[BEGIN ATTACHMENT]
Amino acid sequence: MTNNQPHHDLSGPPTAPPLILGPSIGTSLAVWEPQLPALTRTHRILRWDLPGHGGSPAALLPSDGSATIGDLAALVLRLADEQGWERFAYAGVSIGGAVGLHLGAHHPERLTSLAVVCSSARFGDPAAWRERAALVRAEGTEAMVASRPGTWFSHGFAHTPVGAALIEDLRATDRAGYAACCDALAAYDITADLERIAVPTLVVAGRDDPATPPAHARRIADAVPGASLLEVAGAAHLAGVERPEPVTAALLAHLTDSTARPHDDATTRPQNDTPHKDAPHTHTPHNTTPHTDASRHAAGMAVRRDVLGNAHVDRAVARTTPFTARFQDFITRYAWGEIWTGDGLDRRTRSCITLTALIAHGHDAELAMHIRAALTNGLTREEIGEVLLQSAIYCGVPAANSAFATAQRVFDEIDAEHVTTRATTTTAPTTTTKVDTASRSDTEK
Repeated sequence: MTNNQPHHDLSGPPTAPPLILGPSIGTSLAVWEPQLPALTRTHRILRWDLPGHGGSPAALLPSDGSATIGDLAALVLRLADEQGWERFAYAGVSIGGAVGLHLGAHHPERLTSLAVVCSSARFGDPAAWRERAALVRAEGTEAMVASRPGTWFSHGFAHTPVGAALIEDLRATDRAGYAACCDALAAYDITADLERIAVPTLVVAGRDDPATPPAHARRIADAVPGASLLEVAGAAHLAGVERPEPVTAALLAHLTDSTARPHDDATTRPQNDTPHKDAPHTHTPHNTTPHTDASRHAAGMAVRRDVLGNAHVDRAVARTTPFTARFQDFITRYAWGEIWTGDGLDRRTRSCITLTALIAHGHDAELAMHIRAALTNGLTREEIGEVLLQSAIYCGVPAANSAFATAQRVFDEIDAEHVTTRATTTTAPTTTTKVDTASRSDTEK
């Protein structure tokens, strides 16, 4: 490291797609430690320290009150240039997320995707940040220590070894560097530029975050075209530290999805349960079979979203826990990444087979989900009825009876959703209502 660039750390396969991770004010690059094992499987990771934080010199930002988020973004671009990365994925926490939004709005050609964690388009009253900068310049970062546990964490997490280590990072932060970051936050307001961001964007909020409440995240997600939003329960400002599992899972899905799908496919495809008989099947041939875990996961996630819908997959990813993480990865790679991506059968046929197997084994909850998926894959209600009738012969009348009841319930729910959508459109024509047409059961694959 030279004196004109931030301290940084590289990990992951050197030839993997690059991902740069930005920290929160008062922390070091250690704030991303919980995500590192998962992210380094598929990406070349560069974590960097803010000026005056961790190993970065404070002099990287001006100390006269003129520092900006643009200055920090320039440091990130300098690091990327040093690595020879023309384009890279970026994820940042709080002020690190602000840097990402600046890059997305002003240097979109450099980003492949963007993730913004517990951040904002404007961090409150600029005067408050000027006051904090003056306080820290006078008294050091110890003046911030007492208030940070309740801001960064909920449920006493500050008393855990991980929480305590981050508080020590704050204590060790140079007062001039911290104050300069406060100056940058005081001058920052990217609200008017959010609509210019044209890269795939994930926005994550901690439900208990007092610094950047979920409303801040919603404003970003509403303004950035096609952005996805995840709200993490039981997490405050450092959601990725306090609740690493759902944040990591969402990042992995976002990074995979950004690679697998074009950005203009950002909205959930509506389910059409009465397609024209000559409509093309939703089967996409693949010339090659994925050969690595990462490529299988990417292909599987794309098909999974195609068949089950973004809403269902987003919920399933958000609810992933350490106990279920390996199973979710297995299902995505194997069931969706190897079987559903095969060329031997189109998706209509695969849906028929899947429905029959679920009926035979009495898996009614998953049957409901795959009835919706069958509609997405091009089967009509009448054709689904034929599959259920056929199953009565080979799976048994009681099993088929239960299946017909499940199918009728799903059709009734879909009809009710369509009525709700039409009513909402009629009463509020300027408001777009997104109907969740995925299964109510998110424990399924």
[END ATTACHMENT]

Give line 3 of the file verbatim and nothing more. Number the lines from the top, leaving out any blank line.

């Protein structure tokens, strides 16, 4: 490291797609430690320290009150240039997320995707940040220590070894560097530029975050075209530290999805349960079979979203826990990444087979989900009825009876959703209502 660039750390396969991770004010690059094992499987990771934080010199930002988020973004671009990365994925926490939004709005050609964690388009009253900068310049970062546990964490997490280590990072932060970051936050307001961001964007909020409440995240997600939003329960400002599992899972899905799908496919495809008989099947041939875990996961996630819908997959990813993480990865790679991506059968046929197997084994909850998926894959209600009738012969009348009841319930729910959508459109024509047409059961694959 030279004196004109931030301290940084590289990990992951050197030839993997690059991902740069930005920290929160008062922390070091250690704030991303919980995500590192998962992210380094598929990406070349560069974590960097803010000026005056961790190993970065404070002099990287001006100390006269003129520092900006643009200055920090320039440091990130300098690091990327040093690595020879023309384009890279970026994820940042709080002020690190602000840097990402600046890059997305002003240097979109450099980003492949963007993730913004517990951040904002404007961090409150600029005067408050000027006051904090003056306080820290006078008294050091110890003046911030007492208030940070309740801001960064909920449920006493500050008393855990991980929480305590981050508080020590704050204590060790140079007062001039911290104050300069406060100056940058005081001058920052990217609200008017959010609509210019044209890269795939994930926005994550901690439900208990007092610094950047979920409303801040919603404003970003509403303004950035096609952005996805995840709200993490039981997490405050450092959601990725306090609740690493759902944040990591969402990042992995976002990074995979950004690679697998074009950005203009950002909205959930509506389910059409009465397609024209000559409509093309939703089967996409693949010339090659994925050969690595990462490529299988990417292909599987794309098909999974195609068949089950973004809403269902987003919920399933958000609810992933350490106990279920390996199973979710297995299902995505194997069931969706190897079987559903095969060329031997189109998706209509695969849906028929899947429905029959679920009926035979009495898996009614998953049957409901795959009835919706069958509609997405091009089967009509009448054709689904034929599959259920056929199953009565080979799976048994009681099993088929239960299946017909499940199918009728799903059709009734879909009809009710369509009525709700039409009513909402009629009463509020300027408001777009997104109907969740995925299964109510998110424990399924």